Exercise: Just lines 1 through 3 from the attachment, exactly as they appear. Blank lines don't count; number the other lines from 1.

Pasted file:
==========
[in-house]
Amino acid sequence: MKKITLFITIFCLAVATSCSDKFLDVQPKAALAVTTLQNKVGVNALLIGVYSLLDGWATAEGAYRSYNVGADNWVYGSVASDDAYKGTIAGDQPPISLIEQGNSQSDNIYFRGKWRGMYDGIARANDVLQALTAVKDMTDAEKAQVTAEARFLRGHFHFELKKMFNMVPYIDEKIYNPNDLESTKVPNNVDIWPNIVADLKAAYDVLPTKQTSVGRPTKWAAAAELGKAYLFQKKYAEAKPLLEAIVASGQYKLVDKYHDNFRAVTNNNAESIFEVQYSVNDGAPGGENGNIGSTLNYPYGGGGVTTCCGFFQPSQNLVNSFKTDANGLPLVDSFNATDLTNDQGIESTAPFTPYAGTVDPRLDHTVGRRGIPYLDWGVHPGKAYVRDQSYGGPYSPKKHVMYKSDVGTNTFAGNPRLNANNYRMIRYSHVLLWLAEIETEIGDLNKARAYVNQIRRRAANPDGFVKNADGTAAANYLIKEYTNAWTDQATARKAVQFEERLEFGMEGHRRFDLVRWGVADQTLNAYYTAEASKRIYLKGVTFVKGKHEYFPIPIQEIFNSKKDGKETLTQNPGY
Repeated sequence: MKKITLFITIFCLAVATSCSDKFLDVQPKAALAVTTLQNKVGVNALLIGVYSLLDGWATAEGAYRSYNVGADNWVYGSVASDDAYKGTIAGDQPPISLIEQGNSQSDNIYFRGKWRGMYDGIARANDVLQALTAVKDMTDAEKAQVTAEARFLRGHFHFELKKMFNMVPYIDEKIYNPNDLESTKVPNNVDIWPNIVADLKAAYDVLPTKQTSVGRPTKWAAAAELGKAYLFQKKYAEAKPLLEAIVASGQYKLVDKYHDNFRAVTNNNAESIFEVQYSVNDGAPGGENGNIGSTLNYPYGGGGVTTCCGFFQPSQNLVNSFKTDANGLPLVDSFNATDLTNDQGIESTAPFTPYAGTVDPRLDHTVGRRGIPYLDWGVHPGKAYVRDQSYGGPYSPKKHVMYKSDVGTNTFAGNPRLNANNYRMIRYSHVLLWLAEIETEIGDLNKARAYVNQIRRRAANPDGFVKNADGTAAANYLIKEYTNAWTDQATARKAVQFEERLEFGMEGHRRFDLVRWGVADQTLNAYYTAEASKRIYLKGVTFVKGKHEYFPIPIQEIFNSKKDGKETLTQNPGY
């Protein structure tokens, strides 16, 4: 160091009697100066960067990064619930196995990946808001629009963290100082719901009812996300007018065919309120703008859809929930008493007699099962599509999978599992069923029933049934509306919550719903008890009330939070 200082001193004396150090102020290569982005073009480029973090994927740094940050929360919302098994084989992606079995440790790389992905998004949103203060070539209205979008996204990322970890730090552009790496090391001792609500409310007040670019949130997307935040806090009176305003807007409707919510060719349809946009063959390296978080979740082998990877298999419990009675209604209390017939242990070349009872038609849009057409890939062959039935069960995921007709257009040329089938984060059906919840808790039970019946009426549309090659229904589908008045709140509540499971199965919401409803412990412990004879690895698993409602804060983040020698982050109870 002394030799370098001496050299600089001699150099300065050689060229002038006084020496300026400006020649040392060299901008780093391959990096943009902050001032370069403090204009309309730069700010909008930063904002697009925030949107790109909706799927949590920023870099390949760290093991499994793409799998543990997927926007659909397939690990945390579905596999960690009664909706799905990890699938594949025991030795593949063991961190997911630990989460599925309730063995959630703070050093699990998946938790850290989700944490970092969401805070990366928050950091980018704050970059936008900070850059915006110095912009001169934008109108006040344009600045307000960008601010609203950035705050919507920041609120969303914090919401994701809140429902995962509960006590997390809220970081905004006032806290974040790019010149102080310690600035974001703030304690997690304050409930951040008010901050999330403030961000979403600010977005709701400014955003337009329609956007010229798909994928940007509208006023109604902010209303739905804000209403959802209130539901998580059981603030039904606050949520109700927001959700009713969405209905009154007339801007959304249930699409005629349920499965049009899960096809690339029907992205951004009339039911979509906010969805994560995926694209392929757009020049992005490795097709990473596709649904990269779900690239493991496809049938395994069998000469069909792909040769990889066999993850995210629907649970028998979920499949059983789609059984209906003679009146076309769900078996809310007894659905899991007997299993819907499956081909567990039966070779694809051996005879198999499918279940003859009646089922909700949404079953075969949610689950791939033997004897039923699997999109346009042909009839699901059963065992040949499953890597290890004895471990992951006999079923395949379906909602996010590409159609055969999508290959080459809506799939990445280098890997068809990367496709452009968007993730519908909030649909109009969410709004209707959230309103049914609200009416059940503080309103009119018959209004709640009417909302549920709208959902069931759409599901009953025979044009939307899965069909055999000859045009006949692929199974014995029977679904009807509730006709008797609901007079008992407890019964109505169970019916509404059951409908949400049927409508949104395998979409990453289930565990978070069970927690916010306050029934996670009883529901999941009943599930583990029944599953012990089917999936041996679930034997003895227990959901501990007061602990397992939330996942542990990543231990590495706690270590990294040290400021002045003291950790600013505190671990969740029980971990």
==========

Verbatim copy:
[in-house]
Amino acid sequence: MKKITLFITIFCLAVATSCSDKFLDVQPKAALAVTTLQNKVGVNALLIGVYSLLDGWATAEGAYRSYNVGADNWVYGSVASDDAYKGTIAGDQPPISLIEQGNSQSDNIYFRGKWRGMYDGIARANDVLQALTAVKDMTDAEKAQVTAEARFLRGHFHFELKKMFNMVPYIDEKIYNPNDLESTKVPNNVDIWPNIVADLKAAYDVLPTKQTSVGRPTKWAAAAELGKAYLFQKKYAEAKPLLEAIVASGQYKLVDKYHDNFRAVTNNNAESIFEVQYSVNDGAPGGENGNIGSTLNYPYGGGGVTTCCGFFQPSQNLVNSFKTDANGLPLVDSFNATDLTNDQGIESTAPFTPYAGTVDPRLDHTVGRRGIPYLDWGVHPGKAYVRDQSYGGPYSPKKHVMYKSDVGTNTFAGNPRLNANNYRMIRYSHVLLWLAEIETEIGDLNKARAYVNQIRRRAANPDGFVKNADGTAAANYLIKEYTNAWTDQATARKAVQFEERLEFGMEGHRRFDLVRWGVADQTLNAYYTAEASKRIYLKGVTFVKGKHEYFPIPIQEIFNSKKDGKETLTQNPGY
Repeated sequence: MKKITLFITIFCLAVATSCSDKFLDVQPKAALAVTTLQNKVGVNALLIGVYSLLDGWATAEGAYRSYNVGADNWVYGSVASDDAYKGTIAGDQPPISLIEQGNSQSDNIYFRGKWRGMYDGIARANDVLQALTAVKDMTDAEKAQVTAEARFLRGHFHFELKKMFNMVPYIDEKIYNPNDLESTKVPNNVDIWPNIVADLKAAYDVLPTKQTSVGRPTKWAAAAELGKAYLFQKKYAEAKPLLEAIVASGQYKLVDKYHDNFRAVTNNNAESIFEVQYSVNDGAPGGENGNIGSTLNYPYGGGGVTTCCGFFQPSQNLVNSFKTDANGLPLVDSFNATDLTNDQGIESTAPFTPYAGTVDPRLDHTVGRRGIPYLDWGVHPGKAYVRDQSYGGPYSPKKHVMYKSDVGTNTFAGNPRLNANNYRMIRYSHVLLWLAEIETEIGDLNKARAYVNQIRRRAANPDGFVKNADGTAAANYLIKEYTNAWTDQATARKAVQFEERLEFGMEGHRRFDLVRWGVADQTLNAYYTAEASKRIYLKGVTFVKGKHEYFPIPIQEIFNSKKDGKETLTQNPGY